Here's the question:

Let $f: D \rightarrow Z$ be a function.

Show that: if function $g: Z \rightarrow D$ is given with charateristic:

$$\forall z \in Z: f(g(z)) = z$$

then $f$ is surjective.

My Proof: I just tried to prove this using definition of bijection of a function.

Firstly $\Rightarrow$:

It is already given that $\forall z \in Z: f(g(z)) = z$. So that means $g$ is bijective. That means that $\forall z \in Z, x \in D: g(z) = x$. In other words every $z$ in Pre-Image has atmost one image in $D$. So it is injective. Also $\forall x \in D$ there exists also a Pre-Image, which means its surjective.

Now $g$ is bijective. That means $f: D \rightarrow Z$ is inverse of $g$.

Therefore $f(x) = z$ and as $g(z) = x$ then $f(g(z) = z$ is obviously true.

So we can say that $f$ is sujective?

Or is there any concise way of proving it?

  • 3
    $\begingroup$ "It is already given that $\forall z \in Z: f(g(z)) = z$. So that means $g$ is bijective".This statement is false,this means only that $g$ is injective. $\endgroup$ Commented Nov 8, 2022 at 11:02
  • $\begingroup$ Then how come does $g$ have inverse $f$? $\endgroup$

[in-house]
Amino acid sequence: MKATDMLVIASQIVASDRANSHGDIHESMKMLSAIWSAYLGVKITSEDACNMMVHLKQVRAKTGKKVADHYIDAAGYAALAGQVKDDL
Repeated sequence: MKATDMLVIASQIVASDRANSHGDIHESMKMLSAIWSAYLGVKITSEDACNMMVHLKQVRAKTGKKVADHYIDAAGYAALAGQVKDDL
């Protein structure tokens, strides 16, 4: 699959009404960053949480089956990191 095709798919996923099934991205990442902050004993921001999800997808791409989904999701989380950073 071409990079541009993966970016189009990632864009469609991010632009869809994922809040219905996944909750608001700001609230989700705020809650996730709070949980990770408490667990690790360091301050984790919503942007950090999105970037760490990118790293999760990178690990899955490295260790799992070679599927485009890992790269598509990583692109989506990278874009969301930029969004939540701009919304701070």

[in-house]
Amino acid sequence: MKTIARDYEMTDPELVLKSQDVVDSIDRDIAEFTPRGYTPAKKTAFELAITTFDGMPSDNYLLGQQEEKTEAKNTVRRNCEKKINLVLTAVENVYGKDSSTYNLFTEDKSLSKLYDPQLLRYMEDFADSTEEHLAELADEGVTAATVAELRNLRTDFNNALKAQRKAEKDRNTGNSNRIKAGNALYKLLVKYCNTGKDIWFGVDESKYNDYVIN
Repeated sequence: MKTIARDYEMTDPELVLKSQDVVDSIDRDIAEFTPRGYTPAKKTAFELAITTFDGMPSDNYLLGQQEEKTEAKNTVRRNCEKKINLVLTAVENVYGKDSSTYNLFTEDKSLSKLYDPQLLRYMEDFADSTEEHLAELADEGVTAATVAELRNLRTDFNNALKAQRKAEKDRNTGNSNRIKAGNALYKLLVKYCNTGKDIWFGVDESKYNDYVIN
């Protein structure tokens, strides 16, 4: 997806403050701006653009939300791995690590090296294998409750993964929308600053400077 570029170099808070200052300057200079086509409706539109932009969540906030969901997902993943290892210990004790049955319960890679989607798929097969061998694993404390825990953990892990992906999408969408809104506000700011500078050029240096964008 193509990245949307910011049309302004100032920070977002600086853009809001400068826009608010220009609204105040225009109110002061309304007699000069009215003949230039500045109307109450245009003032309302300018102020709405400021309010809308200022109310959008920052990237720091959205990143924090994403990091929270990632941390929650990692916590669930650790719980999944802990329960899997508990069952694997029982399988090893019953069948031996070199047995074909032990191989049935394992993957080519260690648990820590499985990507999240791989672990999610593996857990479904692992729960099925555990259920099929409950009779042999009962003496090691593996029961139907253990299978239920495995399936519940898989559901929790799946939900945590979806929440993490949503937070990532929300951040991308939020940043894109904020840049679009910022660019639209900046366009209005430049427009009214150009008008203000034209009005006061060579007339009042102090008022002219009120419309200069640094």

– viradia
    Commented Nov 8, 2022 at 22:56
  • $\begingroup$ What is truly strange about this problem: Here is a real and complete proof that $f$ is surjective: "$\forall z \in Z, f(g(z)) = z$, thus $f$ is surjective." $\endgroup$ Commented Nov 9, 2022 at 1:25

1 Answer 1


Alright I think I figured it out.

$f$ is bijective.

$g$ is bijective because


so that means there for every $x \in D$ there exists one and only one $z \in Z$ for function $f$. Other way round, for all $z \in Z$ there exists pre-Image in $x \in D$.

  • $\begingroup$ Consider: $Z = D = \Bbb R$, $$\begin{align}f(x) &= \begin{cases}0,& x =k\pi\text{ for some }k \in \Bbb Z\\\cot x,&\text{otherwise}\end{cases}\\g(x) &= \text{Arc}\,\text{cot } x\end{align}$$ $f(g(x)) = x$ for all $x \in \Bbb R$, but $f$ is not a bijection, and neither is $g$. $\endgroup$ Commented Nov 9, 2022 at 1:14

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